If you have been involved with a will before, then you might know that sometimes people in Massachusetts are not happy with the way that the will plays out. Heirs might be surprised that they were left out or that what they received was not what they expected. Contesting a will is the process of arguing that the existing will is not valid.
How to contest a will
There are three ways to contest a will: show that there was fraud, so that there was coercion to force the deceased to change their will, or show that the deceased had compromised mental capacity when they wrote the will. Any of these could overturn or alter the will, but there is a high bar to prove any of them. Courts are reluctant to overturn an existing will without strong evidence.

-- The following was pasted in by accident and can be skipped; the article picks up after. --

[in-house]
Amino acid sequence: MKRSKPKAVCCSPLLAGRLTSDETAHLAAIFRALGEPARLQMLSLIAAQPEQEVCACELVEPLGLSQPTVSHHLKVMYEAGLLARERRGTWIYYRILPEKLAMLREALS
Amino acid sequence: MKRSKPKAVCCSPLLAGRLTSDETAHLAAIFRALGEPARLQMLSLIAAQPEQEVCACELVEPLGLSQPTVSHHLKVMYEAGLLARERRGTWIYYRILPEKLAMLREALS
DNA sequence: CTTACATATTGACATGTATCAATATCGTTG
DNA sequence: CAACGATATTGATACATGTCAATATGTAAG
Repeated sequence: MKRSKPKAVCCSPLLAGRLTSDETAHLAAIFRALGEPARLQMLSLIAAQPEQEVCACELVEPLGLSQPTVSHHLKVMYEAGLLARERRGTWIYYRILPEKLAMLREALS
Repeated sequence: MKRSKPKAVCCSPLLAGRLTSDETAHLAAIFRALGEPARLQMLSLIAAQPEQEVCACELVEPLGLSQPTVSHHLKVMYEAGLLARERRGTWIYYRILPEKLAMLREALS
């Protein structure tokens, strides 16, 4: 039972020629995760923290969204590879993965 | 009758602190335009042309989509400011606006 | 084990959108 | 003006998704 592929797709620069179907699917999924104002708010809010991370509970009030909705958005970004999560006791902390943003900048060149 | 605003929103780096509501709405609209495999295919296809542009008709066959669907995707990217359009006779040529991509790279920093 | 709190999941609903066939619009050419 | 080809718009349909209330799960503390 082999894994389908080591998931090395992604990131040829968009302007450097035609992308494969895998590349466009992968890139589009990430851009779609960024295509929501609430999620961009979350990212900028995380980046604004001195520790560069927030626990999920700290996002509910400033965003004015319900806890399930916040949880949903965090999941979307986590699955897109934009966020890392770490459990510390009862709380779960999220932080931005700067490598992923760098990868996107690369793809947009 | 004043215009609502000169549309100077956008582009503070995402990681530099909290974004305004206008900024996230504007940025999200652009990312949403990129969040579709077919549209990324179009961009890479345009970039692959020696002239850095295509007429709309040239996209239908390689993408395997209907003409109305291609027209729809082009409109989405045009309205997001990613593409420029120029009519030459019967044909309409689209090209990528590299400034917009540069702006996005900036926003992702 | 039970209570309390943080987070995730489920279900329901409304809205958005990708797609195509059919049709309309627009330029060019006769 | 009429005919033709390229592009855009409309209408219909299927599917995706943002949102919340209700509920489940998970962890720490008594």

One of the challenges of contesting a will is that you need to pay the legal fees for the process. Anyone planning to challenge a will has to do the math to make sure that the benefit in terms of what they might get is more than what they will have to pay the lawyer. Will contests can take time, and that time means more lawyer fees.
A will contest is not something to take on lightly, but the potential benefits can be large. The larger the estate, the more there is to be gained from a contest, but this is a financially and emotionally draining process. It takes careful thought to determine if a will contest is the best way to resolve any outstanding concerns, and if the plaintiff has strong evidence to prove one of the three conditions.